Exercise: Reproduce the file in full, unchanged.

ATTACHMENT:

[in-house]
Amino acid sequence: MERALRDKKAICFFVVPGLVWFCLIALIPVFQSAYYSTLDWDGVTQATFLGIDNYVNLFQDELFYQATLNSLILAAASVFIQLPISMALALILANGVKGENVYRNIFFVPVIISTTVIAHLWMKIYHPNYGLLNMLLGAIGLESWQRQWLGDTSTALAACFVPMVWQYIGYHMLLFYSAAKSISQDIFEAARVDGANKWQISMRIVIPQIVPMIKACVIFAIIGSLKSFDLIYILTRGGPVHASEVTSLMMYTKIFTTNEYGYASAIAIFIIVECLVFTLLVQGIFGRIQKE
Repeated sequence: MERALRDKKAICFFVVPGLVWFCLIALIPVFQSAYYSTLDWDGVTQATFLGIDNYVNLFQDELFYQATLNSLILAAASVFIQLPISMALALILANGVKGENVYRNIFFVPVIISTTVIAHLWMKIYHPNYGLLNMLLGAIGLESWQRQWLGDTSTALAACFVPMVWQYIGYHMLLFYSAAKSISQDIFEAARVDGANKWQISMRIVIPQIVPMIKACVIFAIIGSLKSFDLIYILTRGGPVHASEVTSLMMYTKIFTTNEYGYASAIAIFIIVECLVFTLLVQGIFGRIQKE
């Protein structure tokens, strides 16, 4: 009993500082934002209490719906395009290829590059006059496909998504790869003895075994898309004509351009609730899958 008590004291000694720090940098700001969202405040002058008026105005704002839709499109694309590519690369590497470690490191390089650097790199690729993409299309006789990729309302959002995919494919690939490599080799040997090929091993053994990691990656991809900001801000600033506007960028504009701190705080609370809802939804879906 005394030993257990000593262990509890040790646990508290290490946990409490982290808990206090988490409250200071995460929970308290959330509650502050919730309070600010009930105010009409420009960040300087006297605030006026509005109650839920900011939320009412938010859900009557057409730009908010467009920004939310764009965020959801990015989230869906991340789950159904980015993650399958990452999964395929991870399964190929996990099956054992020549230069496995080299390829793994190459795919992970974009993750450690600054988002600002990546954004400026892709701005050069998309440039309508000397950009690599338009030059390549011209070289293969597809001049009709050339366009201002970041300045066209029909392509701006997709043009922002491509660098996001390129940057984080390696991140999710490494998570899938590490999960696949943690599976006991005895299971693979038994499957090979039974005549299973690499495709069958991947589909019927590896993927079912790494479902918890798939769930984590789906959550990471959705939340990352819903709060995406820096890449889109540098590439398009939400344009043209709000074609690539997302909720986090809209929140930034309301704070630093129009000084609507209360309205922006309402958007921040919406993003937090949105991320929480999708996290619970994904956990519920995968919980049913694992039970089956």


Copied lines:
[in-house]
Amino acid sequence: MERALRDKKAICFFVVPGLVWFCLIALIPVFQSAYYSTLDWDGVTQATFLGIDNYVNLFQDELFYQATLNSLILAAASVFIQLPISMALALILANGVKGENVYRNIFFVPVIISTTVIAHLWMKIYHPNYGLLNMLLGAIGLESWQRQWLGDTSTALAACFVPMVWQYIGYHMLLFYSAAKSISQDIFEAARVDGANKWQISMRIVIPQIVPMIKACVIFAIIGSLKSFDLIYILTRGGPVHASEVTSLMMYTKIFTTNEYGYASAIAIFIIVECLVFTLLVQGIFGRIQKE
Repeated sequence: MERALRDKKAICFFVVPGLVWFCLIALIPVFQSAYYSTLDWDGVTQATFLGIDNYVNLFQDELFYQATLNSLILAAASVFIQLPISMALALILANGVKGENVYRNIFFVPVIISTTVIAHLWMKIYHPNYGLLNMLLGAIGLESWQRQWLGDTSTALAACFVPMVWQYIGYHMLLFYSAAKSISQDIFEAARVDGANKWQISMRIVIPQIVPMIKACVIFAIIGSLKSFDLIYILTRGGPVHASEVTSLMMYTKIFTTNEYGYASAIAIFIIVECLVFTLLVQGIFGRIQKE
């Protein structure tokens, strides 16, 4: 009993500082934002209490719906395009290829590059006059496909998504790869003895075994898309004509351009609730899958 008590004291000694720090940098700001969202405040002058008026105005704002839709499109694309590519690369590497470690490191390089650097790199690729993409299309006789990729309302959002995919494919690939490599080799040997090929091993053994990691990656991809900001801000600033506007960028504009701190705080609370809802939804879906 005394030993257990000593262990509890040790646990508290290490946990409490982290808990206090988490409250200071995460929970308290959330509650502050919730309070600010009930105010009409420009960040300087006297605030006026509005109650839920900011939320009412938010859900009557057409730009908010467009920004939310764009965020959801990015989230869906991340789950159904980015993650399958990452999964395929991870399964190929996990099956054992020549230069496995080299390829793994190459795919992970974009993750450690600054988002600002990546954004400026892709701005050069998309440039309508000397950009690599338009030059390549011209070289293969597809001049009709050339366009201002970041300045066209029909392509701006997709043009922002491509660098996001390129940057984080390696991140999710490494998570899938590490999960696949943690599976006991005895299971693979038994499957090979039974005549299973690499495709069958991947589909019927590896993927079912790494479902918890798939769930984590789906959550990471959705939340990352819903709060995406820096890449889109540098590439398009939400344009043209709000074609690539997302909720986090809209929140930034309301704070630093129009000084609507209360309205922006309402958007921040919406993003937090949105991320929480999708996290619970994904956990519920995968919980049913694992039970089956």